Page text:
Dr. Reynolds University of Maryland In addition to providing vital clues as to the formation and evolution of black holes, the spin of black holes may be an important energy source in the Universe. Over the past couple of years, tremendous progress has been made in the realm of observational measurements of spin. I will describe these efforts with particular focus on the use of X-ray spectroscopy to probe the spin of supermassive black holes in active galactic nuclei (AGN). For the first time, we are obtaining hints about the distribution of spins across the population of supermassive black holes with some interesting and unexpected consequences. After discussing spin, I will also address questions related to the driving of relativistic jets from AGN and the jet-disk connection. I shall conclude by discussing future prospects enabled by Astro-H (to be launched in 2015) and LOFT/ATHENA+ (currently under consideration by ESA).

 

 

The Radon EDM Experiment

 

 

Dr. Tim Chupp University of Michigan A permanent electric dipole moment (EDM) of a particle or system would arise due to breaking of time-reversal (T), or equivalently charge-conjugation/parity (CP) symmetry. Over the past five decades, a number of experiments on the neutron, atoms and molecules have only set upper limits on EDMs, and the search continues, motivated in large part by the expectation that beyond Standard-Model physics CP violation is required to explain the baryon asymmetry of the universe. In addition, new techniques and access to systems in which the effects of CP violation would be greatly enhanced are driving the field forward. Systems that may be favorable for significant advances include the isotopes 225Ra and 221/223Rn, where the combination of significant octupole collectivity and relatively closely spaced opposite parity levels would increase the nuclear Schiff moment by orders of magnitude compared to other diamagnetic atoms, i.e. 199Hg. A number of technical and nuclear-structure issues must be addressed in order to assess the prospects for an experiment of significant impact. Among the technical challenges for the Radon-EDM program are developing an on-line EDM experiment at an isotope-production facility that will collect and make measurements on the short-lived species (half lives are approximately 25 min). We have developed and tested a system for high-efficiency collection and spin-exchange polarization of noble-gas isotopes that has been tested at the TRIUMF ISAC facility (experiment S929). Radon polarization techniques were studied at ISOLDE and Stony Brook, and spin-precession detection techniques are under development. Nuclear-structure issues include determining the octupole collectivity as well as the spacing of opposite parity levels. A series of experiments at ISOLDE (IS475 and IS552) have recently directly measured octupole collectivity in 220Rn and 224Ra leading to strengthened confidence in conclusions about the octupole enhancements. Experiments are also underway at NSCL at Michigan State University TRIUMF/ISAC to study the nuclear structure of isotopes in this mass region. I will report on progress on all these fronts and discuss recent developments in our studies of how we learn about the basic physical parameters of CP violation from the suite of EDM measurements.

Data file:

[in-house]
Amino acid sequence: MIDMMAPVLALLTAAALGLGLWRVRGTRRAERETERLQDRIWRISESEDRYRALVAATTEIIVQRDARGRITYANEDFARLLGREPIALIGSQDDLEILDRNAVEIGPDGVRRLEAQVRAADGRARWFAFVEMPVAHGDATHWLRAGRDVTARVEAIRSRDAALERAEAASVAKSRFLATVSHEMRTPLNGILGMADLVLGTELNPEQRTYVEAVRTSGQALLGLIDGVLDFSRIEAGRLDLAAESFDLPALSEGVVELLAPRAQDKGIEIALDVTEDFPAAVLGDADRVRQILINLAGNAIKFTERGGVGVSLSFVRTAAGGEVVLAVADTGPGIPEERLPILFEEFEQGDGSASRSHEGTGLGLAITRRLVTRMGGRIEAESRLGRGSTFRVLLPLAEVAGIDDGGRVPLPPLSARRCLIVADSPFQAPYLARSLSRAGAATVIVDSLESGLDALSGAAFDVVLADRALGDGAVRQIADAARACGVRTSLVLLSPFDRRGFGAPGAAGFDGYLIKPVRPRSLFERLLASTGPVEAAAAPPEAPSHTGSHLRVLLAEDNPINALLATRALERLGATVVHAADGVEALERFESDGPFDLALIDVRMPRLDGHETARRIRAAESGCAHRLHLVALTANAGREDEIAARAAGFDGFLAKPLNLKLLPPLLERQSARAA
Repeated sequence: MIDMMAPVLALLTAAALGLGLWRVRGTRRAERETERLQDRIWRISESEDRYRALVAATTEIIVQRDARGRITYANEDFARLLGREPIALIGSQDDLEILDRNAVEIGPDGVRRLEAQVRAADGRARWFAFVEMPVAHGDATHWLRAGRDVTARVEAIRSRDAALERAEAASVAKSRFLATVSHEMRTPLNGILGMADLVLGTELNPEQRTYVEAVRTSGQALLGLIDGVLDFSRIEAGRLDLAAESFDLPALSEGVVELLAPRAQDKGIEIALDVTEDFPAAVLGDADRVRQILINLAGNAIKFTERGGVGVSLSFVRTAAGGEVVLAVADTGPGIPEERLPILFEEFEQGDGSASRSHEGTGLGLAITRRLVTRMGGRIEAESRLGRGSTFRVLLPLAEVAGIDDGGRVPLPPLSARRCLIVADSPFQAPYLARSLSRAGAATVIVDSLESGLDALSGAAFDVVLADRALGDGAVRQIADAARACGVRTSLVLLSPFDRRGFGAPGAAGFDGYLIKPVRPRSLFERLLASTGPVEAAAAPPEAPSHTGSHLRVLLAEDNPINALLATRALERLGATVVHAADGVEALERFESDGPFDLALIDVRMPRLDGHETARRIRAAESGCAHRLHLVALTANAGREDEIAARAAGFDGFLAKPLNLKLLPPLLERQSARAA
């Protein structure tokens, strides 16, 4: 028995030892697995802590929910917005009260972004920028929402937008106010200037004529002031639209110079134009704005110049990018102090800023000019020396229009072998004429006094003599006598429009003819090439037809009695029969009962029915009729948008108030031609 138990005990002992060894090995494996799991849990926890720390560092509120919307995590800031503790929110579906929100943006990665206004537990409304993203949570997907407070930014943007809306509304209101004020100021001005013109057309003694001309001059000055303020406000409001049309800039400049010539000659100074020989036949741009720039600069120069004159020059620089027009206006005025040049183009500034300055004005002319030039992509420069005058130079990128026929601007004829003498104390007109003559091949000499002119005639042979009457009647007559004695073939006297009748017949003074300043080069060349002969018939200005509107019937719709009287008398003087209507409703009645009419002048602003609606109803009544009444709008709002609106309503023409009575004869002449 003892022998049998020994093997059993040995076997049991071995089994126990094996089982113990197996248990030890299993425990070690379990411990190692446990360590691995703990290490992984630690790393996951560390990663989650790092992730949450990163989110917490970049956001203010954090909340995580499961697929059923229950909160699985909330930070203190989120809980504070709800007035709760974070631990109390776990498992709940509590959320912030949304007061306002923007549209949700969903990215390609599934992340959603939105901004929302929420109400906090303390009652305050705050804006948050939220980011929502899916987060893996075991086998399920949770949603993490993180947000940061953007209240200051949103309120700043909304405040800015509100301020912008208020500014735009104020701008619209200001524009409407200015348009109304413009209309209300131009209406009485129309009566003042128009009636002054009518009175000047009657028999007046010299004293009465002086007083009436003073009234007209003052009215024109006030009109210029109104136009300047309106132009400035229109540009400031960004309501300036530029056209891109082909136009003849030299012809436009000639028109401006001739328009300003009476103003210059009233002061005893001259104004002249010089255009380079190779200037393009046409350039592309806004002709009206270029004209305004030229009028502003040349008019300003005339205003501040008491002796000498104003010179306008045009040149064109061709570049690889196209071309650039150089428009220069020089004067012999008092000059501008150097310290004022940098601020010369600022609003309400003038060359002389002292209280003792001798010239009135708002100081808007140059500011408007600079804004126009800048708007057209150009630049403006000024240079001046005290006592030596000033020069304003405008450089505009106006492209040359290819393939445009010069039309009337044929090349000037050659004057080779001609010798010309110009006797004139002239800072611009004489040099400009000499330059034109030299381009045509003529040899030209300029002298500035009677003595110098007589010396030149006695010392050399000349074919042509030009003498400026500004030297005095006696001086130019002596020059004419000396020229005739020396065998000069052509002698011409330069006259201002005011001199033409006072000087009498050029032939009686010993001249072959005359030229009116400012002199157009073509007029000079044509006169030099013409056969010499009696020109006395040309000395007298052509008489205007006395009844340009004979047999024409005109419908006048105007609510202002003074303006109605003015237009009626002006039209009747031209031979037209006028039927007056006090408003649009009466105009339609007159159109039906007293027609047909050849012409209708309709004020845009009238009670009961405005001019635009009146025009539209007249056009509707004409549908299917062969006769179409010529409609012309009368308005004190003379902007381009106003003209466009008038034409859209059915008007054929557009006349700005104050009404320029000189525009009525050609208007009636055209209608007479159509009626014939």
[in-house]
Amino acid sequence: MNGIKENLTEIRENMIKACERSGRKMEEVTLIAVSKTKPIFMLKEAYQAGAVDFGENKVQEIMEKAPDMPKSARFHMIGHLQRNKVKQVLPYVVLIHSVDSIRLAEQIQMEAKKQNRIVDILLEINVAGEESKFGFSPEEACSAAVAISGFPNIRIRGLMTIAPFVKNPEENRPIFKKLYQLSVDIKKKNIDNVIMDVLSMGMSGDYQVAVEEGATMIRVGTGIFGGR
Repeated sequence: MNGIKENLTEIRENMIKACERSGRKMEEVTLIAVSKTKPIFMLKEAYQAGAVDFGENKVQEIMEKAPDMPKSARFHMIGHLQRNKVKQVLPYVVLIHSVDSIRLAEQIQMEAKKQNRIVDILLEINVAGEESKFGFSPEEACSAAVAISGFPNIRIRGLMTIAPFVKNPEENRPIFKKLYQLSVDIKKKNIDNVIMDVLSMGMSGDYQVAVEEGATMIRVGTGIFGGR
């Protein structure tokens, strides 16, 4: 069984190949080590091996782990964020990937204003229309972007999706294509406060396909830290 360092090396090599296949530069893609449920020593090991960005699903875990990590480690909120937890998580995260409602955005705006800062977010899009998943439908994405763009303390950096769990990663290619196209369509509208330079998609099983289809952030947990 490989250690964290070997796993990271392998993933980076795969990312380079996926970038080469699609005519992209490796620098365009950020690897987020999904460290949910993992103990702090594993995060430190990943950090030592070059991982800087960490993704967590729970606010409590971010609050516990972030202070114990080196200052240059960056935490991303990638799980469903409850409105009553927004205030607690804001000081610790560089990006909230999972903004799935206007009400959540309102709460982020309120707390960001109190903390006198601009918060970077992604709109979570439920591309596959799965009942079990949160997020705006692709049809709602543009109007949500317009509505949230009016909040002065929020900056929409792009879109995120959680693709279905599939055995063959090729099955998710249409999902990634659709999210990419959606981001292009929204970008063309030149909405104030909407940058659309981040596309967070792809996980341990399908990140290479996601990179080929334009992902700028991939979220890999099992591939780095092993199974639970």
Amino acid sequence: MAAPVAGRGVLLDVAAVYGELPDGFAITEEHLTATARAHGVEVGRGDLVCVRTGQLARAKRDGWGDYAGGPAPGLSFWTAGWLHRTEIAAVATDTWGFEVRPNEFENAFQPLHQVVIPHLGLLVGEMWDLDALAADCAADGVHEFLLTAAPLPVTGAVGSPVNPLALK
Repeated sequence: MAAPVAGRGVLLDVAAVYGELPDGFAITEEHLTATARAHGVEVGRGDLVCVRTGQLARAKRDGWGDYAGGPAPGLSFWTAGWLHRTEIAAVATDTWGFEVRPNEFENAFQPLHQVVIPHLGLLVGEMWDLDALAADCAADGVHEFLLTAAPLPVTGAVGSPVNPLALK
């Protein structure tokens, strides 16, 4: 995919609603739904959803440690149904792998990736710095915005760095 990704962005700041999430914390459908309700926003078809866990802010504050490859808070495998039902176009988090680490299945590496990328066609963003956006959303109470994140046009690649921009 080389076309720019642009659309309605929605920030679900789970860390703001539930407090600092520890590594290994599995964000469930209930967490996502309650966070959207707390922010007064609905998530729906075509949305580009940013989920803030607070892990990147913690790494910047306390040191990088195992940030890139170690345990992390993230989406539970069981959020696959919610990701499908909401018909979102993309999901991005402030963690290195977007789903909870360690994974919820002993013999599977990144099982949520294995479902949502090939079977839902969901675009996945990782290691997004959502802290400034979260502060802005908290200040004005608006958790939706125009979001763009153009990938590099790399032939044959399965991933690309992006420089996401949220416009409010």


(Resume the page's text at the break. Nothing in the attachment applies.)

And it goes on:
Galaxy Build-up at Cosmic Dawn: New Insights from Ultra-Deep Hubble and Spitzer Observations

Dr. Pascal Oesch Space Telescope Science Institute

Thanks to ultra-deep observations with the WFC3/IR camera on Hubble the frontier of galaxies has recently been pushed out to z~9-12, only ~450 Myr from the Big Bang. From several large Hubble programs such as the HUDF09, CANDELS, or CLASH, we were able to identify large samples of more than 200 galaxies at z~7-8, and we are now starting to build up the sample sizes of z~9-11 galaxy candidates. In particular, the recent HUDF12 campaign further increased the depth of the WFC3/IR dataset over the Hubble Ultra-Deep Field (HUDF), and enabled us to detect a sample of nine very faint z>8 galaxy candidates in the HUDF. Additionally, the newly completed CANDELS data over GOODS-North now revealed four relatively bright z~9-10 sources, which are in tension with the previous UV LF determination from the GOODS-South field, indicating that star-formation in the early universe might have been very stochastic. Using all z>8 candidates in and around both GOODS fields, we infer that the cosmic star-formation rate density in galaxies with SFR>0.7Msol/yr decreases rapidly at z>8, dropping by an order of magnitude from z~8 to z~10. With complementing, ultra-deep Spitzer IRAC data, we are additionally able to infer the stellar mass densities out to z~8-10. In this talk I will highlight recent progress in exploring the high redshift frontier and in understanding the growth of galaxies in the first two billion years. In particular, I will present current constraints on the UV luminosity function of galaxies at z>8, and I will demonstrate the power of combining deep Hubble and Spitzer data to directly track the star-formation and mass build-up of z>=4 galaxies.